Again, no formal activities were planned (other than eating); someone might have brought a badminton set.

In short, my memories of family reunions are less than thrilling. These events were not designed for kids, and yet, there we were. So is it any wonder that when we grew up, we quickly found other things to do when reunion weekends came around?

And the elders in the family shake their heads and mutter, “Kids these days…”

I was reminded of that when I read in last week’s USAToday that membership in the American Legion and VFWs across American is on the decline. The article reported that some 400 VFW posts have closed since 2007, and more are on the brink. The American Legion has closed 100 posts during the same period.

In other news, BINGO revenues are down nationwide.

There is a lot of hand-wringing over this predicament. As expected, the faithful supporters of VFW/AL have seen this decline coming and have tried to turn it around.

One of the problems is obviously the terms of membership: one has to have served in the U.S. armed forces in a combat assignment in order to qualify. So, a career soldier who gave 30 years serving her/his country during peace-time does not qualify; but the “grunt” who fought in the two-week-long invasion of Grenada in 1983 gets an automatic invite.

Another problem is that when some 7.8 million vets returned from Vietnam, they were rejected by many in the VFW. WWII had been the last “good war”, and this new crop of vets was reportedly a bunch of ‘pot-smoking baby-killers’. Sure, the VFWs regret that decision now, but it’s too late; the damage has been done. They’re not interested anymore.

Nor are the current crop of vets coming out of the Gulf wars. Life has changed. Young people today are more family-focused. Few are interested in sitting around in a dingy, smoke-filled hall drinking cheap beer and listening to the older generations tell unconfirmed stories of valor in “the real war”.

Some VFW post commanders are scratching their heads. One says they hold “50-cent pool tournaments and tune the satellite TV to football games to lure young members”. Another held a “craft show and Oktoberfest and plans a New Year’s raffle of a 1999 Cadillac”.

As with the family reunions of my childhood, they just don’t get it. A modern soldier has served his country fighting in Iraq, and the old vets think he will be enticed to join the VFW because they hold a craft show?

Has anyone ever asked: What does a young vet who has seen the horrors of modern warfare and lived through the ever-present fear of road-side bombings and suicide attacks want when s/he returns to civilian life? What does s/he need from a veteran’s organization?

I’m guessing it’s not the chance to win a 10-year-old Cadillac!

But be careful: the trap here is, if you ask, you will be expected to meet those needs, which may mean significant changes in the way you do things.

So it may be time for the VFW/AL to close its doors. Let the old generation die off gracefully. And if young vets need such an organization, empower them to start something new, an organization that meets their needs.

I suppose the fears of the older generation might be, ‘Who will fire the 21-gun salute at my funeral? Who will put flags on our graves on Veterans’ Day? Who will remember us when we are gone?’

All pretty self-serving reasons for wanting to keep a dying organization alive.

And as I say that, I can’t help but wonder about my church, my denomination. We, too, are declining in number. We are rapidly graying. We hold meetings in aging buildings equipped with the latest technology of the 1970s. We are still singing “perfectly good” hymns, written before most of us were born. And we are trying to entice new members with the lure of pot luck dinners and “fish fry”s.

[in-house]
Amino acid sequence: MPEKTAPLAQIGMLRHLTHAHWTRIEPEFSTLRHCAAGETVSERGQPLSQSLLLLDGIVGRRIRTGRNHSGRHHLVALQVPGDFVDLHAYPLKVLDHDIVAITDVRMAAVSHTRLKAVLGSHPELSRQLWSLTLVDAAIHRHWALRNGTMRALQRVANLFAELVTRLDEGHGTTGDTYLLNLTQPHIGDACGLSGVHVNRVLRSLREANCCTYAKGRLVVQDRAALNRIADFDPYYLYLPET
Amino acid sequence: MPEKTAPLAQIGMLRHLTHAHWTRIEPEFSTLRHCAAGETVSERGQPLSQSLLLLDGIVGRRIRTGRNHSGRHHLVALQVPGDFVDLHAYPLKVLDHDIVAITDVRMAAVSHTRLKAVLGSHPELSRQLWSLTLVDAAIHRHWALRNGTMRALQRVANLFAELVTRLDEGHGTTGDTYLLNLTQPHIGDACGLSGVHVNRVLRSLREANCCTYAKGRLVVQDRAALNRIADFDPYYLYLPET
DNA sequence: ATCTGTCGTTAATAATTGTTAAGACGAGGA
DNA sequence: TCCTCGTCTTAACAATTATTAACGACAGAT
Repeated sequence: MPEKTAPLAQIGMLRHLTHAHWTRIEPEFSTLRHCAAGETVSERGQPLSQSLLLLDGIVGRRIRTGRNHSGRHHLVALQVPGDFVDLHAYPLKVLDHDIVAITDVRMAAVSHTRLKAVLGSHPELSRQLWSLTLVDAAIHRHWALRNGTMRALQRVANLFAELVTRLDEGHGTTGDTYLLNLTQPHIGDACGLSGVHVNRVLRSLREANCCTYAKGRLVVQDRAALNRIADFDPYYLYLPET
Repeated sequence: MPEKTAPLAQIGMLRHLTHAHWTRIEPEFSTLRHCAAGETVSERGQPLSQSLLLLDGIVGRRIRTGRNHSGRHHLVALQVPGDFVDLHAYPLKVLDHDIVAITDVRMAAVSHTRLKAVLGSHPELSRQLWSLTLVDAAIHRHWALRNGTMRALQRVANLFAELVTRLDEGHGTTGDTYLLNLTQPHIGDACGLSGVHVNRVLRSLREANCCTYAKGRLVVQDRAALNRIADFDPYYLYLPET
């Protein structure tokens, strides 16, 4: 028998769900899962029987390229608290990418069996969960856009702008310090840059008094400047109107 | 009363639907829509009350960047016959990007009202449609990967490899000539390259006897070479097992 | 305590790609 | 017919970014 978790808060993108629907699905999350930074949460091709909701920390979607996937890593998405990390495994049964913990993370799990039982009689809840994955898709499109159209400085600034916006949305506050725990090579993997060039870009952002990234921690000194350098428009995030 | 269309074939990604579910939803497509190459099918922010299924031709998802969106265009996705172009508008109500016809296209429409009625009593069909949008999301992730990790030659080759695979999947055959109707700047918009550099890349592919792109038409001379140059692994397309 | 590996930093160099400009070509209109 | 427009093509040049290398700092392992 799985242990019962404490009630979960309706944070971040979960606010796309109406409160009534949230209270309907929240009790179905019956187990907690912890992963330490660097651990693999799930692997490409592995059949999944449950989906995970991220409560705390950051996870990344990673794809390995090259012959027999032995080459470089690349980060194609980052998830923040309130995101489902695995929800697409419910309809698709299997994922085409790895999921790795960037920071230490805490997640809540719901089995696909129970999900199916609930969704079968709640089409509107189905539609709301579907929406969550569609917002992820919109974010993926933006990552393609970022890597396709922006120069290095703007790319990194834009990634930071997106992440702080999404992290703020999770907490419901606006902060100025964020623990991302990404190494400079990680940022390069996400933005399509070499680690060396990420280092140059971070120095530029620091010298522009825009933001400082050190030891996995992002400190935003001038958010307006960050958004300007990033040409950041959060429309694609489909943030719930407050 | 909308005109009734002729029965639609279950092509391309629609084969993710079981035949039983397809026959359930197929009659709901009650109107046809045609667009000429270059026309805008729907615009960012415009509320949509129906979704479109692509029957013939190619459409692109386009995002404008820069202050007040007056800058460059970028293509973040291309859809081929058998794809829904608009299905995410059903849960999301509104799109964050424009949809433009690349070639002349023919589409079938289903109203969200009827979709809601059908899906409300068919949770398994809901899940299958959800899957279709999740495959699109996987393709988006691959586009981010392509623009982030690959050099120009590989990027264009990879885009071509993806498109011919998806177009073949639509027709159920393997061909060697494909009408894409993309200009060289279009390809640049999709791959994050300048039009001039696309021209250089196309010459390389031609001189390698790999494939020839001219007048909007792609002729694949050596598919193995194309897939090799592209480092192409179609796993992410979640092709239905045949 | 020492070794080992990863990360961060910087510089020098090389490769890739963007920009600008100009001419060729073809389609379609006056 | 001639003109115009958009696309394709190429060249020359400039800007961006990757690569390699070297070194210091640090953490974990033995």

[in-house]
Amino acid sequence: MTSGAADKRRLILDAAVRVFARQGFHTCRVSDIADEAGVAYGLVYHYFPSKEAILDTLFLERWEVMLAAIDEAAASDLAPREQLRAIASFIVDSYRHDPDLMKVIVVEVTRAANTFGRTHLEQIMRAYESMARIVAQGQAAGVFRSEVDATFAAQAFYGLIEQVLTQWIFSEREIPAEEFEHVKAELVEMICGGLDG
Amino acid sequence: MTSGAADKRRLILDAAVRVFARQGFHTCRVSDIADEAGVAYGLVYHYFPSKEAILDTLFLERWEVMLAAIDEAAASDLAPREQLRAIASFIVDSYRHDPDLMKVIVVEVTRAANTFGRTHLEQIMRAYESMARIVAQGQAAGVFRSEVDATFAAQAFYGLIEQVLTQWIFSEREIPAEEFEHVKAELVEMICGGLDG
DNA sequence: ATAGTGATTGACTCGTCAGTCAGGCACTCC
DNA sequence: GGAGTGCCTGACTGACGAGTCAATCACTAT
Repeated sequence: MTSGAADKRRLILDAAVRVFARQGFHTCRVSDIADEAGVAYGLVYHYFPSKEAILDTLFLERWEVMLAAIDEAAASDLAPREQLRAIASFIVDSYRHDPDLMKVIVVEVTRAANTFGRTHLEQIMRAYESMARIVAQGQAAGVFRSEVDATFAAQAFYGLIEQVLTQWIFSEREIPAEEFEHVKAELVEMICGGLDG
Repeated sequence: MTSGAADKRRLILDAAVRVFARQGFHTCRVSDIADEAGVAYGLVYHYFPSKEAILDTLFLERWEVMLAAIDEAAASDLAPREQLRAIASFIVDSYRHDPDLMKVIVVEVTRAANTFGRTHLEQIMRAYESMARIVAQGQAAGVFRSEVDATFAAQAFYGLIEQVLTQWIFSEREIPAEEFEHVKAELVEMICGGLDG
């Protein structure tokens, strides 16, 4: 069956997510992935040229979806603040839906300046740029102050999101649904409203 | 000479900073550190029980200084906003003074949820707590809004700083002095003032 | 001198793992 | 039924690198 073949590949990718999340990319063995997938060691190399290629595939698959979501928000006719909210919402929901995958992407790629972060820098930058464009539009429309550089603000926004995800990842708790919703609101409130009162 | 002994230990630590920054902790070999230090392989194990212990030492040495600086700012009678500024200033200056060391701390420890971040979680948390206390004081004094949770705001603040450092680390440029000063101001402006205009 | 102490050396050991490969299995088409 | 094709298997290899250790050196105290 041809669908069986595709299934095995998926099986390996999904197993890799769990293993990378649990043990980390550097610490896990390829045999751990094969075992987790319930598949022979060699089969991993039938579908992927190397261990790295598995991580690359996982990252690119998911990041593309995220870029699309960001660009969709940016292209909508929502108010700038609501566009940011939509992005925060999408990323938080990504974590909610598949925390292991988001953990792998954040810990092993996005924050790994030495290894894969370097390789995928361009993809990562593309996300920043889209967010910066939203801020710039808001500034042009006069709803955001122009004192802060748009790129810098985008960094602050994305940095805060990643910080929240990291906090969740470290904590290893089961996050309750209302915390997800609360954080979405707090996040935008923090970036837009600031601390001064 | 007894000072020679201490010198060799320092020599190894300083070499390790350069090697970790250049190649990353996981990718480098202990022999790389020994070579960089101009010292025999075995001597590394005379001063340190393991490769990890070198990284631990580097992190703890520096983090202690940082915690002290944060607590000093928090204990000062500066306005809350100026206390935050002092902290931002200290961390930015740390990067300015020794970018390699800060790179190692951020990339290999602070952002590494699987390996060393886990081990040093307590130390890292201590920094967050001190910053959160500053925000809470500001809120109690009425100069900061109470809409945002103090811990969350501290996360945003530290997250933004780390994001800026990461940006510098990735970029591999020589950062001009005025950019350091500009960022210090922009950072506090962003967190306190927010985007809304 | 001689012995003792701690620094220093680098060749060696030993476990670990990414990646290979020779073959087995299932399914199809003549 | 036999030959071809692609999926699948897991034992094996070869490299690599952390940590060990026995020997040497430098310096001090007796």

But, why?

More than one church member has been honest with me: “I just want my church to be around long enough to hold my funeral here.”

And so we want new members… younger members. We provide the teenagers with a part-time paid youth director, feed them pizza and hot dogs, and give them a basement room in the church filled with discarded furniture, where they can ‘hang out’.

That’s a ‘60s term for “doing nothing productive”.

But, “You can’t have a computer in there”, because, you know, teenagers only use computers to search for on-line porn; and “No cell phones allowed during UMY meetings.” And the b/w television someone donated doesn’t have cable; “You can watch TV at home.”

And so they do.

Yes, the Church is on the same journey the VFW is walking. The older generation became settled – entrenched; they created an organization they way they wanted it. And they lost touch with the younger generations. They’ve also lost touch with their purpose for being.

No one is asking young people today, “What do YOU want/need?”

Don't get me wrong. You will still be welcome at most churches... if you like “Church” the way it was done in the ‘50s – pews, pipe organs, half-hour sermons, etc. But don’t ask us to change anything to accommodate you, because we like it just the way it is/was.

And so I concede after 20+ years of ministry, perhaps it is time to stop fighting the inevitable and let these churches die. Gracefully. We pastors should stop banging our heads on the desk trying to figure out how to “turn around” these churches that don't want to turn around. We should stop the travesty of the “blended services”. We should stop the worship wars. Let them be what they are. They served their purpose in their day. We should salute them for that, then…

Last one out, turn off the lights and lock the door.

Then, instead of spending so many resources propping up dying churches, let’s empower the younger folks to start new churches that will meet their needs – just like previous generations have done. I guarantee you, these new Churches will neither look nor act like the churches we have known – and rightly so.

It may be that only in dying will we live.

I think Jesus said something like that.


Monday, November 9, 2009

That's it; I quit!

To: Jack Swarbrick, Athletic Director
University of Notre Dame

Dear Mr. Swarbrick,

Please accept this letter as my resignation from my long-standing position of fan of Notre Dame football. I have been a fan since the early 80s. My own college did not have a football team, so I started rooting for a team with a storied history and a winning tradition. For many years, my Saturdays were dedicated to ND football. I dreamed of traveling to South Bend one weekend for a game, but was assured that all home games are sold out. So one year I bought season tickets to Vanderbilt football just so I could see ND play in Nashville!